How time flies when you're working out how late you'll be

This conundrum occurred last Saturday morning when I tried to fly with Air Southwest to Plymouth (a ridiculous and unnecessary short flight, you might think - until you study the New Year train schedules between London and Devon). Airlines tell travellers all sorts of things, including warning of dire consequences if you are late, but - as the latest statistics from the CAA on airline punctuality demonstrate - are more cavalier about the traveller's time. Charter passengers at Britain's airports last summer experienced an average delay of more than half an hour. And the analysis of the flights I have taken over the past year suggests that most airlines - including the one that is currently keeping me in limbo - are prone to delays and are poor at providing the traveller with any useful information.

"BUY A WATCH": that was my advice to Willie Walsh when he took over as chief executive of British Airways three months ago. It would help him enjoy the £70 that he earns for every hour of every day of the year, whether or not he is at the office. And it might persuade BA's boss to improve his airline's lamentable punctuality.

This year I have been lucky enough to take 99 flights. The airline with which I have spent the most money is British Airways, for a total of 24 flights. And of those, just three left on time. (That's "on time" as you or I would understand the term: the airline industry's version of timekeeping allows 15 minutes' tardiness before a flight counts as late, but I believe that if someone has paid to travel on the noon flight and they are still stationary at 12.01pm, that is late.)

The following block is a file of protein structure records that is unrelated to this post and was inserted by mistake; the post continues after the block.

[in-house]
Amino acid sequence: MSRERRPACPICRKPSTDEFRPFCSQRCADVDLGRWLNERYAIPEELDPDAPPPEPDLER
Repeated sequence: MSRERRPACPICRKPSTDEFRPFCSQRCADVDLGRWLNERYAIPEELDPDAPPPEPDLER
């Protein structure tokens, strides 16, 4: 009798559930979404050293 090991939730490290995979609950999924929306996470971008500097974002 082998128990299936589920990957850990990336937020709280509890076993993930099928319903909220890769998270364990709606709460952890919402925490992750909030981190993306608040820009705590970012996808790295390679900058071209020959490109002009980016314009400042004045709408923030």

A pair of BA flights were two hours late; the average delay in arrival was 20 minutes, which neatly works out at a total of 12 hours that I could have spent more fruitfully last year.

WHILE THE BA boss is choosing his chronometer, he could usefully pick up an extra watch for Andrew Harrison, the new boss of easyJet. Of 18 flights with the airline that Stelios started, 11 were late - with an average delay of 14 minutes. The typical easyJet flight lasts only 90 minutes, so 14 minutes a trip is significant.

Both the Virgin Atlantic flights I took were late; the first delay, of half an hour, was caused by "Waiting for an engineer to sign the paperwork"; the other, of an hour, elicited neither apology nor explanation. I nearly missed an onward flight at Gatwick; a member of Virgin's ground staff simply shrugged and said: "You shouldn't have chosen such a tight connection." Thanks.

I missed my connection at Athens, thanks to a one-hour delay on my Olympic Airlines flight from Manchester. The crisis-prone Greek airline's average delay was half-an-hour, the same as BMI and Thomsonfly. Iberia and Germanwings (both 22 minutes late on average), Croatian Airlines (20) and Air Portugal (18), did better, as did Turkish Airlines and Iceland Express (both 17). Jet2 kept the delay to 10 minutes; Air France managed seven, while American Airlines and Excel were spot on time.

Three airlines beat the clock. The pair of First Choice Airways flights I took came in two minutes ahead of schedule. My one flight with Monarch Scheduled arrived 35 minutes early in Granada. But even this achievement is outshone by Ryanair. The 17 flights I took with the Irish airline (almost all to and from airports in congested South-east England) arrived seven minutes early on average.

At the other end of this modest spectrum, Aerolineas Argentinas stands out with an average two-hour delay - more than the flying time between Gatwick and Madrid, the journey I was attempting to make. Looking back, though, if that is the worst that happens in a year of flying then even an old grump can find few grounds for complaint.

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